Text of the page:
Every time I feel too busy to take a walk, enjoy reading a good book, crochet a new blanket, or watch an old episode of “I Love Lucy”, I remind myself that I need to slow down. If you’re moving too fast to enjoy the simple things in life, then so do you.
I’ve often wondered why we’re in such a hurry to get somewhere other than where we are. In the grocery store aisle, in traffic, at church, or waiting for our morning tea at Starbucks, we always seem to be tapping our feet and checking the time. Could it be that our culture worships speed? We sing the praises of instant communication, instant downloads, and same-day delivery as if they were miracles. We get upset at the slightest interruptions in our expectations of immediacy.
It’s hard to slow down when your surroundings are urging you to do otherwise. However, there is something to be gained by slowing down. Slowing down is an intentional choice. Rather than being forced to fit into a schedule or feeling the need to respond to someone’s demands, slowing down gives you the chance to choose how you are going to spend your time.
For me, slowing down is slow living. Slow living calls for a more intentional approach to life and rejects the idea that to be busy means you’re important. Slow living allows your brain to unwind and disconnect from the need to be constantly on the go. One of the things I love about Jesus is that he knew how to balance going fast and going slow. He was often busy but never hurried.
I’d like to invite you to take the Slow Down Challenge. If you’ve been rushing through life, this challenge is for you. Slow down and scale back. Resist the temptation to over-commit and overextend yourself.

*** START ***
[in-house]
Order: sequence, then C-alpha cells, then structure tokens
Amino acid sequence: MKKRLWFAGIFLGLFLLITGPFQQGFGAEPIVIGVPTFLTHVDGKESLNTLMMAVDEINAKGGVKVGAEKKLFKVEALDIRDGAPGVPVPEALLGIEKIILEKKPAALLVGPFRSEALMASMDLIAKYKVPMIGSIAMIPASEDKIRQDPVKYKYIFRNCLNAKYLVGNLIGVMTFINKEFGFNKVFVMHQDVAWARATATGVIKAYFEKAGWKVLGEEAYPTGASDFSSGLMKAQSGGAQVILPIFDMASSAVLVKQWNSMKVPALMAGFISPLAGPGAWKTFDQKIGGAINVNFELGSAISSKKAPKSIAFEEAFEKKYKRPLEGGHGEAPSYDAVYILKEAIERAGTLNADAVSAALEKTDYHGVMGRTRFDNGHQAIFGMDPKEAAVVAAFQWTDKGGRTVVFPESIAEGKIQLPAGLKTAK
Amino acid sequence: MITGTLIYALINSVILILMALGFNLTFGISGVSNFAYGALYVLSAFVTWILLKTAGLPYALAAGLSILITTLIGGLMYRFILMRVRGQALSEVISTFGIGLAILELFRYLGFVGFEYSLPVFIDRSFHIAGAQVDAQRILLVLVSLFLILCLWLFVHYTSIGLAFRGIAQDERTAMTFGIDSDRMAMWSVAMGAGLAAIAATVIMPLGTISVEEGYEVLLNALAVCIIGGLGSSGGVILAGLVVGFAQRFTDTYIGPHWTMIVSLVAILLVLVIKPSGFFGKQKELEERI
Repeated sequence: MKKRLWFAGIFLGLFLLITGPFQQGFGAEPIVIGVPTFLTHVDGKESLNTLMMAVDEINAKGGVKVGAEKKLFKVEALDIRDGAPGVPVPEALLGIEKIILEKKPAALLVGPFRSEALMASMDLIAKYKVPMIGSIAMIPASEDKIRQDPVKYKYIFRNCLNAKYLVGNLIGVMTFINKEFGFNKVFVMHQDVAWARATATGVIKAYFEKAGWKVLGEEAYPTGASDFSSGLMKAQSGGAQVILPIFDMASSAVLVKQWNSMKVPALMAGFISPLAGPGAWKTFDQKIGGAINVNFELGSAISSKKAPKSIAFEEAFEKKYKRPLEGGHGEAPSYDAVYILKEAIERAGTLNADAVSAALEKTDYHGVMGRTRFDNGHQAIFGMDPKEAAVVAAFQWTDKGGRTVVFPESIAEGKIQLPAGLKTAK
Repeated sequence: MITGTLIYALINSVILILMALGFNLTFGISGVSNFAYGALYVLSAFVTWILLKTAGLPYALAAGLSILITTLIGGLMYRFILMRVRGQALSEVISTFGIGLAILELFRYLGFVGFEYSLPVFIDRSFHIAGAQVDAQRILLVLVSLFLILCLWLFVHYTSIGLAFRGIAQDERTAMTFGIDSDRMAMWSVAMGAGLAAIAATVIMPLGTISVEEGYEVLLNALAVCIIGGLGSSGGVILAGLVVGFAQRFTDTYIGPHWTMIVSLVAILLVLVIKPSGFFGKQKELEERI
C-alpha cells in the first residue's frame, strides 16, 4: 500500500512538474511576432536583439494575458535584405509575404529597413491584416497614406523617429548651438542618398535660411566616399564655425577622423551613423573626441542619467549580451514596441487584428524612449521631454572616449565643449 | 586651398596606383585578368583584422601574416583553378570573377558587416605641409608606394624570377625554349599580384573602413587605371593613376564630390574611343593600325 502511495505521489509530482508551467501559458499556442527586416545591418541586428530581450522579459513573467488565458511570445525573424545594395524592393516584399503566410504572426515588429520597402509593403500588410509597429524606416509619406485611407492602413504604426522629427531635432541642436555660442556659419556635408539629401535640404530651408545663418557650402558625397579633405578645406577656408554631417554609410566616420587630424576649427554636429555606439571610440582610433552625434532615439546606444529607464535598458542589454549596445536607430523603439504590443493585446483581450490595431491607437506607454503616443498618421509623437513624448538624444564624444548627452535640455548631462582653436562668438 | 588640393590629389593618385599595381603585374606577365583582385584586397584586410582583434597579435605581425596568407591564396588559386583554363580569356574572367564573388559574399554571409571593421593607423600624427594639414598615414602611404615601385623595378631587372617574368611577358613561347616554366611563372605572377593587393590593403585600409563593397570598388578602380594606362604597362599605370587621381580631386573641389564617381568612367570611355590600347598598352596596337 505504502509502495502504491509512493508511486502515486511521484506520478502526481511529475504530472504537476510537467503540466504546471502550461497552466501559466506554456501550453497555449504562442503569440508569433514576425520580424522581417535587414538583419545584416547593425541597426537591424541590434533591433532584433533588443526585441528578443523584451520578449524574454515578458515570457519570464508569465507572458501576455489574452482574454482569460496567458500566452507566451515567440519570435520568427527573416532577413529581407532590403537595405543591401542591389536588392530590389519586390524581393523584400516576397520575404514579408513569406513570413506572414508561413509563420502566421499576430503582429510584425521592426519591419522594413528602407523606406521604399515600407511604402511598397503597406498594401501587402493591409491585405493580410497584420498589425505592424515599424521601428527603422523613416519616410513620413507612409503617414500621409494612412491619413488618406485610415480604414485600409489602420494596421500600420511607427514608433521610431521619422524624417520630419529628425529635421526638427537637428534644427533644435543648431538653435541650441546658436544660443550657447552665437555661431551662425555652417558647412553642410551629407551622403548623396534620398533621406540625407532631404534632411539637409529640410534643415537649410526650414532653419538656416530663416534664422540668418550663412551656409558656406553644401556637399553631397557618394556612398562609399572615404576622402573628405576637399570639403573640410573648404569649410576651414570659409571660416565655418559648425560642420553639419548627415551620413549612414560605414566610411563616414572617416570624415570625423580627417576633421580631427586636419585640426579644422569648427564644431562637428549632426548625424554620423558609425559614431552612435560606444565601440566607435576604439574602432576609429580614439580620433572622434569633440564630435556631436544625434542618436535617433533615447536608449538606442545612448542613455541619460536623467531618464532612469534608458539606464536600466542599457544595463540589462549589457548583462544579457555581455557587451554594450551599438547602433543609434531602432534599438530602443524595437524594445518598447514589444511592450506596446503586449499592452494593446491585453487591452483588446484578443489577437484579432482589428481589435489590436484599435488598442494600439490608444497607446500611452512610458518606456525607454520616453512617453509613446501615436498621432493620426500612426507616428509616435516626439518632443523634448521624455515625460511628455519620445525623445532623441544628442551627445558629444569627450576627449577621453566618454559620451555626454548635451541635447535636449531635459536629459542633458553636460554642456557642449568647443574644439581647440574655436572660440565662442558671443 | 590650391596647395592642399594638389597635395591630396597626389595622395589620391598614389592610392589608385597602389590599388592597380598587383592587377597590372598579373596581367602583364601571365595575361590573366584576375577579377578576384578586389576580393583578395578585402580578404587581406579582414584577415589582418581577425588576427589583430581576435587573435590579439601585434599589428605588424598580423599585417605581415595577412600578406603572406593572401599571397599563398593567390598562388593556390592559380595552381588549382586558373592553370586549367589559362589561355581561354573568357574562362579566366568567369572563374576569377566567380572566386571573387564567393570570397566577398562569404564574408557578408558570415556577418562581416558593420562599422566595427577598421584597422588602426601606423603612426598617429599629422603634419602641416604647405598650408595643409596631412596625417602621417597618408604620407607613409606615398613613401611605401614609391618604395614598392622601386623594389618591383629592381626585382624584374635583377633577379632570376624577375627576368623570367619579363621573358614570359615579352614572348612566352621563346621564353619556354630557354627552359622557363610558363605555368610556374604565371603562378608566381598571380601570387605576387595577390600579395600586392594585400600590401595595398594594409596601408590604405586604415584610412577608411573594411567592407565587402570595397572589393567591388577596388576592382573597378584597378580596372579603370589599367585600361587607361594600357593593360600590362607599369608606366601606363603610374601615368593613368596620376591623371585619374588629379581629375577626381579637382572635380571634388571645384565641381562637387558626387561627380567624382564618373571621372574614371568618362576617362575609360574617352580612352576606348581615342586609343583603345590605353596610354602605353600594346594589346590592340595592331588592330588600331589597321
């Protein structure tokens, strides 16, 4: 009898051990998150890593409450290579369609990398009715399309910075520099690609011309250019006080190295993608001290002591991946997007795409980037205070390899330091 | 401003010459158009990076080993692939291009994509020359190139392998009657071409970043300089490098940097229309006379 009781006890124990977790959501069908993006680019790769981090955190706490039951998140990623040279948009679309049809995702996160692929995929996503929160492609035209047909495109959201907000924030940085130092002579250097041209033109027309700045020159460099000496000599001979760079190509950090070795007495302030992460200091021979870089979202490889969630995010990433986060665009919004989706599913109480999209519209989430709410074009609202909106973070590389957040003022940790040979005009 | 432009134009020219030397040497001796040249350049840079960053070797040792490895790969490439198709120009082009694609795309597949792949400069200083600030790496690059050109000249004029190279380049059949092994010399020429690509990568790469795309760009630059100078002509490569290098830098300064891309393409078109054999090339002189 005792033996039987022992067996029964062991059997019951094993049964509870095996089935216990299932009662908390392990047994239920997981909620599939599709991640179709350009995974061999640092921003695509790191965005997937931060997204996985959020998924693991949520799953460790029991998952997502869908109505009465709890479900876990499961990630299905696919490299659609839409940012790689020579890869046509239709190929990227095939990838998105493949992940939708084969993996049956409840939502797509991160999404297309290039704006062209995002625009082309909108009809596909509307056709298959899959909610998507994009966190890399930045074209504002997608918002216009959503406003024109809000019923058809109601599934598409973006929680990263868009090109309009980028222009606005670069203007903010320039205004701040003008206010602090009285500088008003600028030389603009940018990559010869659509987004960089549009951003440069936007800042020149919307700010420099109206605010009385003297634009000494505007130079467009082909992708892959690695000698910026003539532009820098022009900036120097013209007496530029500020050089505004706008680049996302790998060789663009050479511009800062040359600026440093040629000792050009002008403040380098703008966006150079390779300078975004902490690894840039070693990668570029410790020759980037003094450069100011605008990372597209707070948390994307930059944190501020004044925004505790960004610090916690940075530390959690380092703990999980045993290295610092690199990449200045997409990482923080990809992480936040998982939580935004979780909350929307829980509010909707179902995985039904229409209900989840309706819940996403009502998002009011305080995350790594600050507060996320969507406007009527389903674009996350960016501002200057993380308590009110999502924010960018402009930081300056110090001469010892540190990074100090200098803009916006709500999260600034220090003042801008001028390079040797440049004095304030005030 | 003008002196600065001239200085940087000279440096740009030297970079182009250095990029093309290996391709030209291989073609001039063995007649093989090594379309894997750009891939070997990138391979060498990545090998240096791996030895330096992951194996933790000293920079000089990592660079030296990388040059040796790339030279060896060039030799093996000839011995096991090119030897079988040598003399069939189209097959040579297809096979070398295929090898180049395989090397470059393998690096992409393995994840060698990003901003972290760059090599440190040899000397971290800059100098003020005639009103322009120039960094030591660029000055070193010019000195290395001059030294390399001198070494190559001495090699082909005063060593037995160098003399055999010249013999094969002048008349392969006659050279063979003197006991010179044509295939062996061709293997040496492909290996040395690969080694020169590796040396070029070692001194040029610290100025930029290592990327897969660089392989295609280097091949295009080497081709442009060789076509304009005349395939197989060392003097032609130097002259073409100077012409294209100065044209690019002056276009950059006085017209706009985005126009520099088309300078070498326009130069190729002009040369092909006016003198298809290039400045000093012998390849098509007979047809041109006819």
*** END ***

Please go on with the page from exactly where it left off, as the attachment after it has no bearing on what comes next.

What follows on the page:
I slowed down because I had to! It was a decision that life made for me. Thirty-two years ago, I gave birth to my oldest son, Steven. From him, I learned that there was no such thing as “rush.” His name should have had “slow” in it. No matter, how I tried to rush him, he would take his time. He was slow getting dressed, slow eating his food, slow cleaning up his room, and slow completing his homework. As it turned out, I realized that my hurriedness was not important to him. At five-years-old, his actions were saying, “Why are you rushing me along, if you are not legitimately in a hurry?” So, I began slowing down intentionally, for a creative reason, not just for Steven’s reasons. I became aware of the habit of rushing when it wasn’t really necessary.
As we get a break from work over the holiday weekend, slow down, pause and consciously dial back your pace. Most importantly, don’t let rushing become your default way of moving through your days, life’s too short. If you’re speeding through your life all the time, the odds are pretty good that you’ll rush right past the things that matter most.
Slow down. Your life’s pace matters.
Barbara Bryant is an author, motivational speaker and mentor. To learn more, visit barbarabryant.com.